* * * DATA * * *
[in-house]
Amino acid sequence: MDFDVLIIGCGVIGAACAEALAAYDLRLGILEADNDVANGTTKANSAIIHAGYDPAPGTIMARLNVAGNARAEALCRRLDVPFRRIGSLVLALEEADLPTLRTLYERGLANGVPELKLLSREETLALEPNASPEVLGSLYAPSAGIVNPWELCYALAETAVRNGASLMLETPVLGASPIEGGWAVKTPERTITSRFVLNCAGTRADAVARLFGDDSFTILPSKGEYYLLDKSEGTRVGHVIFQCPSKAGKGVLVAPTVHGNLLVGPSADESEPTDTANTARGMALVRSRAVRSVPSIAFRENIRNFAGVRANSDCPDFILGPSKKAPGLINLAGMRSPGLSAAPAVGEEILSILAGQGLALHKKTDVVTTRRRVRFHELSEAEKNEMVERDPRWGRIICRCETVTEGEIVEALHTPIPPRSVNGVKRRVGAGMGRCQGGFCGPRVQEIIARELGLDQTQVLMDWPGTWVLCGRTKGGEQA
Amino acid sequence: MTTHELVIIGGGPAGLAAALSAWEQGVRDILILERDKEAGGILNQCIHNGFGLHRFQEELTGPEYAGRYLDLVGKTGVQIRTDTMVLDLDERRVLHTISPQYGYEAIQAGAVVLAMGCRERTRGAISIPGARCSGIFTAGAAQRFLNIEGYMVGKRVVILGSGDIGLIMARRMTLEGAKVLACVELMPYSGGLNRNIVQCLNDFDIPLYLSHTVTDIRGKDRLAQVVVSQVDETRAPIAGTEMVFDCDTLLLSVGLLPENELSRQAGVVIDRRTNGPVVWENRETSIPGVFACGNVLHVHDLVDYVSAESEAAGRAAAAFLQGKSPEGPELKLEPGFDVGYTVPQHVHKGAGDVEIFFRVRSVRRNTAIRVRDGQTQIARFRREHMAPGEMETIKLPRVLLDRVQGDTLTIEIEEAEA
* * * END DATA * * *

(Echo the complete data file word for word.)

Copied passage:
[in-house]
Amino acid sequence: MDFDVLIIGCGVIGAACAEALAAYDLRLGILEADNDVANGTTKANSAIIHAGYDPAPGTIMARLNVAGNARAEALCRRLDVPFRRIGSLVLALEEADLPTLRTLYERGLANGVPELKLLSREETLALEPNASPEVLGSLYAPSAGIVNPWELCYALAETAVRNGASLMLETPVLGASPIEGGWAVKTPERTITSRFVLNCAGTRADAVARLFGDDSFTILPSKGEYYLLDKSEGTRVGHVIFQCPSKAGKGVLVAPTVHGNLLVGPSADESEPTDTANTARGMALVRSRAVRSVPSIAFRENIRNFAGVRANSDCPDFILGPSKKAPGLINLAGMRSPGLSAAPAVGEEILSILAGQGLALHKKTDVVTTRRRVRFHELSEAEKNEMVERDPRWGRIICRCETVTEGEIVEALHTPIPPRSVNGVKRRVGAGMGRCQGGFCGPRVQEIIARELGLDQTQVLMDWPGTWVLCGRTKGGEQA
Amino acid sequence: MTTHELVIIGGGPAGLAAALSAWEQGVRDILILERDKEAGGILNQCIHNGFGLHRFQEELTGPEYAGRYLDLVGKTGVQIRTDTMVLDLDERRVLHTISPQYGYEAIQAGAVVLAMGCRERTRGAISIPGARCSGIFTAGAAQRFLNIEGYMVGKRVVILGSGDIGLIMARRMTLEGAKVLACVELMPYSGGLNRNIVQCLNDFDIPLYLSHTVTDIRGKDRLAQVVVSQVDETRAPIAGTEMVFDCDTLLLSVGLLPENELSRQAGVVIDRRTNGPVVWENRETSIPGVFACGNVLHVHDLVDYVSAESEAAGRAAAAFLQGKSPEGPELKLEPGFDVGYTVPQHVHKGAGDVEIFFRVRSVRRNTAIRVRDGQTQIARFRREHMAPGEMETIKLPRVLLDRVQGDTLTIEIEEAEA